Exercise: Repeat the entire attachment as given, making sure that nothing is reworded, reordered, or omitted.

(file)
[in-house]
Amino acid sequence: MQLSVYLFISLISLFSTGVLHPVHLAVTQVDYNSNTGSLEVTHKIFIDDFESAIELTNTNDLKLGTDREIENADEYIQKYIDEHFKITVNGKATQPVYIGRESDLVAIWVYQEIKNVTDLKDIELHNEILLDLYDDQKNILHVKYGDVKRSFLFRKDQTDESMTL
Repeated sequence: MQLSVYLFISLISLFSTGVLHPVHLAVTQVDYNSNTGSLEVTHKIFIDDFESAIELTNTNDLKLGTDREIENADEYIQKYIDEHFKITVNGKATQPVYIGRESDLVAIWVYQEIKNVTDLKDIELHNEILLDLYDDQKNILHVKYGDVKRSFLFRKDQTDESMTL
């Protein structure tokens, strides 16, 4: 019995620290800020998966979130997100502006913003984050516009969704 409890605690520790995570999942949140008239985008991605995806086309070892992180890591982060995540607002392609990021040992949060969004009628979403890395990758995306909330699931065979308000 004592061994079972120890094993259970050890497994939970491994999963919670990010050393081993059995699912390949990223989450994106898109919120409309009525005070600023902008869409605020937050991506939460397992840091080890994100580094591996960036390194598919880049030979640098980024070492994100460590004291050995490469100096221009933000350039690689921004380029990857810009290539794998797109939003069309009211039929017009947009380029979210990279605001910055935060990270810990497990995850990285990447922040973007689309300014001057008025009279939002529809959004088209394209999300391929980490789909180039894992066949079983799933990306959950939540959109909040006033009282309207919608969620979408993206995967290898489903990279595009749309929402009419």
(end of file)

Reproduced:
[in-house]
Amino acid sequence: MQLSVYLFISLISLFSTGVLHPVHLAVTQVDYNSNTGSLEVTHKIFIDDFESAIELTNTNDLKLGTDREIENADEYIQKYIDEHFKITVNGKATQPVYIGRESDLVAIWVYQEIKNVTDLKDIELHNEILLDLYDDQKNILHVKYGDVKRSFLFRKDQTDESMTL
Repeated sequence: MQLSVYLFISLISLFSTGVLHPVHLAVTQVDYNSNTGSLEVTHKIFIDDFESAIELTNTNDLKLGTDREIENADEYIQKYIDEHFKITVNGKATQPVYIGRESDLVAIWVYQEIKNVTDLKDIELHNEILLDLYDDQKNILHVKYGDVKRSFLFRKDQTDESMTL
């Protein structure tokens, strides 16, 4: 019995620290800020998966979130997100502006913003984050516009969704 409890605690520790995570999942949140008239985008991605995806086309070892992180890591982060995540607002392609990021040992949060969004009628979403890395990758995306909330699931065979308000 004592061994079972120890094993259970050890497994939970491994999963919670990010050393081993059995699912390949990223989450994106898109919120409309009525005070600023902008869409605020937050991506939460397992840091080890994100580094591996960036390194598919880049030979640098980024070492994100460590004291050995490469100096221009933000350039690689921004380029990857810009290539794998797109939003069309009211039929017009947009380029979210990279605001910055935060990270810990497990995850990285990447922040973007689309300014001057008025009279939002529809959004088209394209999300391929980490789909180039894992066949079983799933990306959950939540959109909040006033009282309207919608969620979408993206995967290898489903990279595009749309929402009419």